EU legislation enabling streaming subscribers to travel within the bloc with their local libraries in tow is effective from this week.
The new portability rules enable Brits to access their normal Netflix, Amazon Prime and Spotify streaming libraries while roaming the EU.
While these services will be available beyond UK borders, the likes of Sky Go and BBC iPlayer will not due to separate licensing restrictions.
Last week the BBC confirmed to Trusted Reviews free-to-air terrestrial broadcasters would not be part of the deal.
‘Auntie’ is working on it though and perhaps Brits will be able to access Eastenders and Match of The Day around Europe in the future?
The spectre of Brexit
Sadly, all of this it might be academic within a year.
With the UK’s exit from the European Union scheduled to take place on March 29 2019, the legislation may no longer apply.
EU documents spired by Politico revealed: “As of the withdrawal date [March 29, 2019], persons residing in the United Kingdom will no longer benefit from their digital content subscriptions when travelling to the EU.
“It should be noted that the multilateral international agreements mentioned above do not provide for the same type or level of protection … as that set out today in the EU copyright acquis.”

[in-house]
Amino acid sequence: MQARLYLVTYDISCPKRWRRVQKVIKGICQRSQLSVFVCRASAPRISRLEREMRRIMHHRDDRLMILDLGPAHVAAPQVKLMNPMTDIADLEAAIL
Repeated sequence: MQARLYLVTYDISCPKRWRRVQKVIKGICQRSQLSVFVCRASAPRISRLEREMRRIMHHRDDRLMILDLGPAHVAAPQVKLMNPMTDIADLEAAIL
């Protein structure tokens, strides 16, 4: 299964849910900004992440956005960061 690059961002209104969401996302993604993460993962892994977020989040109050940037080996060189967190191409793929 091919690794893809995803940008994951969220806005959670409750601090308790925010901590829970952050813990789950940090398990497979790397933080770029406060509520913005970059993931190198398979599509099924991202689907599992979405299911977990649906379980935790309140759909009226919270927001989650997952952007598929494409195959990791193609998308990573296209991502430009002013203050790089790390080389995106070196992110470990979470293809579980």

Related: Best streaming service 2018
It may be up to the UK to strike a deal with the European countertparts in order to ensure Brits still feel the benefits of accords like this, as well as the current mobile phone roaming laws, once Brexit is official.
So it’s pretty much like everything else that applies to Brits in Europe and vice versa right now: everything that once was may ultimately cease to be. Le sigh.
After that, those Brits who were desperate to take back control of their country, may only have access to the Spanish Netflix library when sunning themselves in Tenerife.
Are you already planning your Netflix playlist for the pool this summer? Drop us a line @TrustedReviews on Twitter.